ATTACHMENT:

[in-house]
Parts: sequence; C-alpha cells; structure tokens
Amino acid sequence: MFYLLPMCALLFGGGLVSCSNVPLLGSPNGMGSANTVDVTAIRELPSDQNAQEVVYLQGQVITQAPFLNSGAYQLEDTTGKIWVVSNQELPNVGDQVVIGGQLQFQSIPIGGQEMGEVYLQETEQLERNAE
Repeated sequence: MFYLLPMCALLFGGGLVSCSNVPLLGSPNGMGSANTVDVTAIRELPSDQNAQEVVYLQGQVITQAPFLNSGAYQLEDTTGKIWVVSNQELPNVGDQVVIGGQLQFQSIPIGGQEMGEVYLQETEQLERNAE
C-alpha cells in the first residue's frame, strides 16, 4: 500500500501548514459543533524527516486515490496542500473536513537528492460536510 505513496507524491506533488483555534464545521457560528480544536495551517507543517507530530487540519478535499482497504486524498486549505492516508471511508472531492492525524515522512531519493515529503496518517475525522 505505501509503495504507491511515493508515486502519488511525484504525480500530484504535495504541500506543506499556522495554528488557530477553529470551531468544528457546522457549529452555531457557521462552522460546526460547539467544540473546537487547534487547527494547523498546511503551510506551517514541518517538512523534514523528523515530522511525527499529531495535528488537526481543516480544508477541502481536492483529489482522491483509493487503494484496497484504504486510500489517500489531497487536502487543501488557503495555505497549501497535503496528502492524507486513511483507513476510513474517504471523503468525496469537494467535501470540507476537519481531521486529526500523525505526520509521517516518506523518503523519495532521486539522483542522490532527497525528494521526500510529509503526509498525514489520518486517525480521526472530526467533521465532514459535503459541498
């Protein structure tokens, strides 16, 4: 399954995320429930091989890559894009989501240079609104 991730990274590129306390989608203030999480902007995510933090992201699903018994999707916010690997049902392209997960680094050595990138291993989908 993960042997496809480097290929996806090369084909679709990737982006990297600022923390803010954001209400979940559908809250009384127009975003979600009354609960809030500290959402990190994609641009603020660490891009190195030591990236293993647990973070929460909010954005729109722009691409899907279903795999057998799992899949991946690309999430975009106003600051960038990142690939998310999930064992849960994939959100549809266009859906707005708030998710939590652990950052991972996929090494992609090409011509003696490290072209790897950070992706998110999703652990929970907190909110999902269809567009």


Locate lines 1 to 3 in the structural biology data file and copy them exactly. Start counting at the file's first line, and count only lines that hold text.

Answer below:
[in-house]
Parts: sequence; C-alpha cells; structure tokens
Amino acid sequence: MFYLLPMCALLFGGGLVSCSNVPLLGSPNGMGSANTVDVTAIRELPSDQNAQEVVYLQGQVITQAPFLNSGAYQLEDTTGKIWVVSNQELPNVGDQVVIGGQLQFQSIPIGGQEMGEVYLQETEQLERNAE